Featured Videos

    Your JavaScript is turned off or you have an old version of Adobe's Flash Player. Get the latest Flash player.
    Vietnamese-American Youth Optimistic About Obama's Visit to Vietnami
    X
    Elizabeth Lee
    May 22, 2016 6:04 AM
    U.S. President Barack Obama's visit to Vietnam later this month comes at a time when Vietnam is seeking stronger ties with the United States. Many Vietnamese Americans, especially the younger generation, are optimistic Obama’s trip will help further reconciliation between the two former foes. Elizabeth Lee has more from the community called "Little Saigon" located south of Los Angeles.
    Video

    Video Vietnamese-American Youth Optimistic About Obama's Visit to Vietnam

    U.S. President Barack Obama's visit to Vietnam later this month comes at a time when Vietnam is seeking stronger ties with the United States. Many Vietnamese Americans, especially the younger generation, are optimistic Obama’s trip will help further reconciliation between the two former foes. Elizabeth Lee has more from the community called "Little Saigon" located south of Los Angeles.
    Video

    Video First-generation, Afghan-American Student Sets Sights on Basketball Glory

    Their parents are immigrants to the United States. They are kids who live between two worlds -- their parents' homeland and the U.S. For many of them, they feel most "American" at school. It can be tricky balancing both worlds. In this report, produced by Beth Mendelson, Arash Arabasadi tells us about one Afghan-American student who seems to be coping -- one shot at a time.
    Video

    Video Newest US Citizens, Writing the Next Great Chapter

    While universities across the United States honor their newest graduates this Friday, many immigrants in downtown Manhattan are celebrating, too. One hundred of them, representing 31 countries across four continents, graduated as U.S. citizens, joining the ranks of 680,000 others every year in New York and cities around the country.
    Video

    Video Vietnam Sees Strong Economic Growth Despite Incomplete Reforms

    Vietnam has transformed its communist economy to become one of the world's fastest-growing nations. While the reforms are incomplete, multinational corporations see a profitable future in Vietnam and have made major investments -- as VOA's Jim Randle reports.
    Video

    Video Qatar Denies World Cup Corruption

    The head of Qatar’s organizing committee for the 2022 World Cup insists his country's bid to host the soccer tournament was completely clean, despite the corruption scandals that have rocked the sport’s governing body, FIFA. Hassan Al-Thawadi also said new laws would offer protection to migrants working on World Cup construction projects. VOA's Henry Ridgwell reports.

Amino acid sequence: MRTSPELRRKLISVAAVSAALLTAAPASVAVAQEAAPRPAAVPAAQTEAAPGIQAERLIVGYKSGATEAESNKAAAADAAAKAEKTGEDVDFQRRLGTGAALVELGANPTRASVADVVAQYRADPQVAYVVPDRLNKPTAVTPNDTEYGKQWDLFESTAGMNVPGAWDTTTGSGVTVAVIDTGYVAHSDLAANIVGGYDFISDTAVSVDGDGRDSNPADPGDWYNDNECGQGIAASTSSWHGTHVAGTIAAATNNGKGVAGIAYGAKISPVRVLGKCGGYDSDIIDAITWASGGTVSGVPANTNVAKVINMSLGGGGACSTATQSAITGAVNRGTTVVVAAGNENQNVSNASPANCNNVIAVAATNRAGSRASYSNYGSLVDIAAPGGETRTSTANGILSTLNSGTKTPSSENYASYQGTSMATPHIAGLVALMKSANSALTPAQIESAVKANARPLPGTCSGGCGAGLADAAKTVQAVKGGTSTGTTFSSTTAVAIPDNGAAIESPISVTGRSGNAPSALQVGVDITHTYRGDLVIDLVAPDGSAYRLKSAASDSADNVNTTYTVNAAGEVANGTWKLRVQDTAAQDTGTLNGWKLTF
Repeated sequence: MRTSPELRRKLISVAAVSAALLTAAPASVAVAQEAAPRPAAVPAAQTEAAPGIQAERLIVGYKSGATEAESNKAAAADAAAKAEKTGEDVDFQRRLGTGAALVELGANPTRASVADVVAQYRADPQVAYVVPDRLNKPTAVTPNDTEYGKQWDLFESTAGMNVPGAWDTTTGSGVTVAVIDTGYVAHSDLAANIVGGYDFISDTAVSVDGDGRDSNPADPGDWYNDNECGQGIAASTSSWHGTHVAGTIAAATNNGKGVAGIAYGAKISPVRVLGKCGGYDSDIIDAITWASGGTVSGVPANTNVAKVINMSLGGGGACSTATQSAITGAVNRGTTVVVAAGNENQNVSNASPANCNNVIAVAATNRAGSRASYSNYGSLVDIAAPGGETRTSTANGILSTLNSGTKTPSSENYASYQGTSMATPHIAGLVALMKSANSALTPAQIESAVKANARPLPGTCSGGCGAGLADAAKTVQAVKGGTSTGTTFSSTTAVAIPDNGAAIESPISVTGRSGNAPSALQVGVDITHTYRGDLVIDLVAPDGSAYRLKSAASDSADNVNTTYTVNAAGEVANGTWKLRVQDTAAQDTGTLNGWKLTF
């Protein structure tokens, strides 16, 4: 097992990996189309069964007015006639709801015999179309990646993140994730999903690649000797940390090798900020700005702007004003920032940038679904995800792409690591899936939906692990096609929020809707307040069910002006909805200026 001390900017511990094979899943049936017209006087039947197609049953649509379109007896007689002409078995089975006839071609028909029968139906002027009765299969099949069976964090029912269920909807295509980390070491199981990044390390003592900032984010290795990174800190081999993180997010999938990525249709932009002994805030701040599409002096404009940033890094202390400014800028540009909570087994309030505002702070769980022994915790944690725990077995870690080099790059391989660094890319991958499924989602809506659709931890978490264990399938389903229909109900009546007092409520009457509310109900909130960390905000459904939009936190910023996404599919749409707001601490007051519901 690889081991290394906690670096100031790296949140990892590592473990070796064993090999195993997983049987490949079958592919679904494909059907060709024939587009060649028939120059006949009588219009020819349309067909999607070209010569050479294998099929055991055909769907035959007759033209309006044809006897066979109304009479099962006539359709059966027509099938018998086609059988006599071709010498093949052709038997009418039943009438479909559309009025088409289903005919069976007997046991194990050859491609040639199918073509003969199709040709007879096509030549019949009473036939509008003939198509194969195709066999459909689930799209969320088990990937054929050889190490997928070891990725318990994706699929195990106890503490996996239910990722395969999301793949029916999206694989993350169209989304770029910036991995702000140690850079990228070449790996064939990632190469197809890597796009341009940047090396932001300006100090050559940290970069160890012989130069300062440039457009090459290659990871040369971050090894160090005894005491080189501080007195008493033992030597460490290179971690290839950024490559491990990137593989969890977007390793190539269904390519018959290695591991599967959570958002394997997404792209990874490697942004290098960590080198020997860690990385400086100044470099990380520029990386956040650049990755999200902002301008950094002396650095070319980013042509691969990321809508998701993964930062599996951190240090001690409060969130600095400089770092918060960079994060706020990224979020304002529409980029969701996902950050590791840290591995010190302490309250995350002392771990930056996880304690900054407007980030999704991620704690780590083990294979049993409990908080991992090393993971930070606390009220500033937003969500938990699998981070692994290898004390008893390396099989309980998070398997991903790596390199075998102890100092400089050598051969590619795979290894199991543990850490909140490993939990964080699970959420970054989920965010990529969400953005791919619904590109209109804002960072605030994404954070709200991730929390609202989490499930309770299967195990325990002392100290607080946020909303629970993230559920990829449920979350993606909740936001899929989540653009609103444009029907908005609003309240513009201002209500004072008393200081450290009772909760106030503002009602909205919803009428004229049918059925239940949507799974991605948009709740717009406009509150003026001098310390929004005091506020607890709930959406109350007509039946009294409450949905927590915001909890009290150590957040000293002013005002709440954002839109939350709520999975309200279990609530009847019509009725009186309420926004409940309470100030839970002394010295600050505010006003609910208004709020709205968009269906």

Video

    Video Infrastructure Funding Puts Cambodia on Front Line of International Politics

    When leaders of the world’s seven most developed economies meet in Japan next week, demands for infrastructure investment world wide will be high on the agenda. Japanese Prime Minister Shinzo Abe’s push for “quality infrastructure investment” throughout Asia has been widely viewed as a counter to the rise of Chinese investment flooding into region.
    Video

    Video Democrats Fear Party Unity a Casualty in Clinton-Sanders Battle

    Democratic presidential front-runner Hillary Clinton claimed a narrow victory in Tuesday's Kentucky primary even as rival Bernie Sanders won in Oregon. Tensions between the two campaigns are rising, prompting fears that the party will have a difficult time unifying to face the presumptive Republican nominee, Donald Trump. VOA national correspondent Jim Malone has more from Washington.
    Video

    Video Portrait of a Transgender Marriage: Husband and Wife Navigate New Roles

    As controversy continues in North Carolina over the use of public bathrooms by transgender individuals, personal struggles with gender identity that were once secret are now coming to light. VOA’s Tina Trinh explored the ramifications for one couple as part of trans.formation, a series of stories on transgender issues.
    Video

    Video Amerikan Hero Flips Stereotype of Middle Eastern Character

    An Iranian American comedian is hoping to connect with American audiences through a film that inverts some of Hollywood's stereotypes about Middle Eastern characters. Sama Dizayee reports.
    Video

    Video Budding Young Inventors Tackle City's Problems with 3-D Printing

    Every city has problems, and local officials and politicians are often frustrated by their inability to solve them. But surprising solutions can come from unexpected places. Students in Baltimore. Maryland, took up the challenge to solve problems they identified in their city, and came up with projects and products to make a difference. VOA's June Soh has more on a digital fabrication competition primarily focused on 3-D design and printing. Carol Pearson narrates.

    Special Report

    Adrift The Invisible African Diaspora